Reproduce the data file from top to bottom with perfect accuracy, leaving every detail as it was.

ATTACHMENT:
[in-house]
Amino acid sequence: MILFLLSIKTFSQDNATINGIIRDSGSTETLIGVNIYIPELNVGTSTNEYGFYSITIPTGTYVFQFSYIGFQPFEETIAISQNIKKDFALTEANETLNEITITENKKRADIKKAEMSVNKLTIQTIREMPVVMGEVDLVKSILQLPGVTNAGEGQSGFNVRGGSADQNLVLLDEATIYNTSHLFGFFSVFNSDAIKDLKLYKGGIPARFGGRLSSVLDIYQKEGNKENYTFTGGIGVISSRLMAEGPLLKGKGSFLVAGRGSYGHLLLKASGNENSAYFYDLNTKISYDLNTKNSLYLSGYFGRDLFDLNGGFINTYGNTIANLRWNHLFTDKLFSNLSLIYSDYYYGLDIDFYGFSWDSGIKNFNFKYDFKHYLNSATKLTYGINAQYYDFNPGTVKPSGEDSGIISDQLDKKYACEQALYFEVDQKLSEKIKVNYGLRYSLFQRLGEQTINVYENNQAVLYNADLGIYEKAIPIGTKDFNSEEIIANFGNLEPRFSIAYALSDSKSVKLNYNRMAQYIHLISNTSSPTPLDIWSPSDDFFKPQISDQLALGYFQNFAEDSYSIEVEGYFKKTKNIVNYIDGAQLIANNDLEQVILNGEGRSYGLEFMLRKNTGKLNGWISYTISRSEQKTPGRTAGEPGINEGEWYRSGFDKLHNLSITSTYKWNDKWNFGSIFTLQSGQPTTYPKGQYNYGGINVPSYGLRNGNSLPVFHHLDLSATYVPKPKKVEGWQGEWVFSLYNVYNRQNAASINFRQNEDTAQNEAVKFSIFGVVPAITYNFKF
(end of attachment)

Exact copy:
[in-house]
Amino acid sequence: MILFLLSIKTFSQDNATINGIIRDSGSTETLIGVNIYIPELNVGTSTNEYGFYSITIPTGTYVFQFSYIGFQPFEETIAISQNIKKDFALTEANETLNEITITENKKRADIKKAEMSVNKLTIQTIREMPVVMGEVDLVKSILQLPGVTNAGEGQSGFNVRGGSADQNLVLLDEATIYNTSHLFGFFSVFNSDAIKDLKLYKGGIPARFGGRLSSVLDIYQKEGNKENYTFTGGIGVISSRLMAEGPLLKGKGSFLVAGRGSYGHLLLKASGNENSAYFYDLNTKISYDLNTKNSLYLSGYFGRDLFDLNGGFINTYGNTIANLRWNHLFTDKLFSNLSLIYSDYYYGLDIDFYGFSWDSGIKNFNFKYDFKHYLNSATKLTYGINAQYYDFNPGTVKPSGEDSGIISDQLDKKYACEQALYFEVDQKLSEKIKVNYGLRYSLFQRLGEQTINVYENNQAVLYNADLGIYEKAIPIGTKDFNSEEIIANFGNLEPRFSIAYALSDSKSVKLNYNRMAQYIHLISNTSSPTPLDIWSPSDDFFKPQISDQLALGYFQNFAEDSYSIEVEGYFKKTKNIVNYIDGAQLIANNDLEQVILNGEGRSYGLEFMLRKNTGKLNGWISYTISRSEQKTPGRTAGEPGINEGEWYRSGFDKLHNLSITSTYKWNDKWNFGSIFTLQSGQPTTYPKGQYNYGGINVPSYGLRNGNSLPVFHHLDLSATYVPKPKKVEGWQGEWVFSLYNVYNRQNAASINFRQNEDTAQNEAVKFSIFGVVPAITYNFKF